MADISON-Harold Edelbach passed away on Tuesday, July 2, 2013.

This is Harold’s story written by his guardian who followed Harold’s journey from February 1994 to July 2, 2013.

Harold was born on January 25, 1938. His parents were Doris and Harold, and the family lived in Carlstadt, N.J.

When Harold was 8 years old, he was diagnosed with epilepsy. He never finished school because his mother kept him home because other children would tease him. When Harold was 16 years old, he worked at Rhoers Nursery until they closed, then at Trader Horn (an appliance store) until they closed and at a golf course as a gardener. Harold struggled with deep depression and had to be hospitalized and was given shock treatments. Harold was not the same person after that.

Harold loved to ride his bicycle everywhere. In July of 1990, in the middle of the night, he would ride off on his bike, always returning home, but not this time. Harold never told anyone that he was leaving. The only contact the family had with Harold was from the Police in Dodge City, Kan. Harold was stopped for a minor infraction. Harold refused to speak to his parents, the police could not detain him, so he rode off again.

The next time the family knew of Harold’s where-a-bouts was in February of 1994 in Madison, Wis. In February of 1994, Harold was found in Marshall with severe frost bite, and was rushed to the UW hospital emergency room. After several days there, Harold was taken to the Badger Prairie Health Clinic Center and was appointed a guardian. The Edelbach family was notified and two brothers came to visit him. On the first visit, Harold welcomed their company, but on the second visit Harold refused to see them. Harold refused to see anyone, even me, his guardian. He would turn around and walk away from everyone. It was a difficult time for the staff at the BPHCC to treat Harold.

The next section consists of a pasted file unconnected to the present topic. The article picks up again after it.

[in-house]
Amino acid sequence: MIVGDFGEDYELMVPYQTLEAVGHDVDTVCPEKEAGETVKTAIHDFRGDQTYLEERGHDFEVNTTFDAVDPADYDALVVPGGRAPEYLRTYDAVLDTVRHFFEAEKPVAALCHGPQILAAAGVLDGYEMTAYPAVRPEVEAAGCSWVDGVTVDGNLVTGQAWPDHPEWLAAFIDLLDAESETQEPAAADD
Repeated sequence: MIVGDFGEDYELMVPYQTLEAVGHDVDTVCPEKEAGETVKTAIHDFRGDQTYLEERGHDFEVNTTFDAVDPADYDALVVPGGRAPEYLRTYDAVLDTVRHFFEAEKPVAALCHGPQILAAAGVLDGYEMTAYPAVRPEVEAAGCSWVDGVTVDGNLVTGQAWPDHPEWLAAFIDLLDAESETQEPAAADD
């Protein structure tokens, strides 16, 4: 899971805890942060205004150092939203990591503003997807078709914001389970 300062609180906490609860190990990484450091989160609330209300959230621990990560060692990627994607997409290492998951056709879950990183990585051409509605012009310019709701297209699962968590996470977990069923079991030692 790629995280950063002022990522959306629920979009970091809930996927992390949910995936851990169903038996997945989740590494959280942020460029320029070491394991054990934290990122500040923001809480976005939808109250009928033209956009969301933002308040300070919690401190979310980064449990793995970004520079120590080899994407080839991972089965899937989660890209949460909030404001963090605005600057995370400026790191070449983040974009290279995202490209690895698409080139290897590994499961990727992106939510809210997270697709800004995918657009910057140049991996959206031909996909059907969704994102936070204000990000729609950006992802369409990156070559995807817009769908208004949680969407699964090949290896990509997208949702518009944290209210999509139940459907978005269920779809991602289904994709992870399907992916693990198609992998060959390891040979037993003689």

However, after several years at BPHCC, and with good nutrition and medication, Harold slowly "came out of his shell." He was able to work at Miller & Sons, riding his bike to and from BPHCC. Harold gained trust with the owner of Miller & Sons, which helped in his recovery process. Harold was discharged from BPHCC and went to live at Hometown Village until Hometown was torn down to make room for Farm ‘N Fleet. Harold then went to a CBRF, Autumn Light Home, still riding his bike to and from Miller and Sons. Harold would even bring back to the CBRF flowers for everyone to enjoy. When cold weather started, the staff from Autumn Light would drive Harold to and from work. In 2010, Harold had open heart surgery to replace the old heart valve that ended his employment at Miller and Sons.

In April 2012, Harold stopped taking his meds, causing him to spend three days at Mendota MHI Stovall GTU. Instead of Harold going back to Autumn Light, his guardian moved him to another CBRF, Timberwood Home. It was at Timberwood Home that Harold found his adopted family, with trusting, sharing, and love.

On June 24th, of this year, Harold was again rushed to the UW Hospital emergency room with breathing problems. After many many tests, the heart value was not functioning and doctors said the heart value was inoperable! Harold returned back to his adopted family at Timberwood Home. He again had breathing problems on July 1st, but by now nurses from Agrace assisted the staff with his care.

A pastor read the 23rd Psalm to Harold on July 1st, and Harold passed away on July 2, 2013.

On behalf of Harold and his guardian, a special “thank you” goes out to all of the doctors, nurses, social workers, attorney’s, BPHCC, South Madison Coalition, MOST, UW Hospital, employees of Home Depot, Mallet Pharmacy, Autumn Light, Miller and Sons, Agrace, and especially Timberwood Home for their care and love given to Harold; sister, Ellen Kunz; and guardian, Emy.

There will be no service and Harold’s ashes will go to the Edelbach family in Carlstadt, N.J.

Online condolences may be made at www.gundersonfh.com.

Gunderson East
Funeral & Cremation Care
5203 Monona Dr.
(608) 221-5420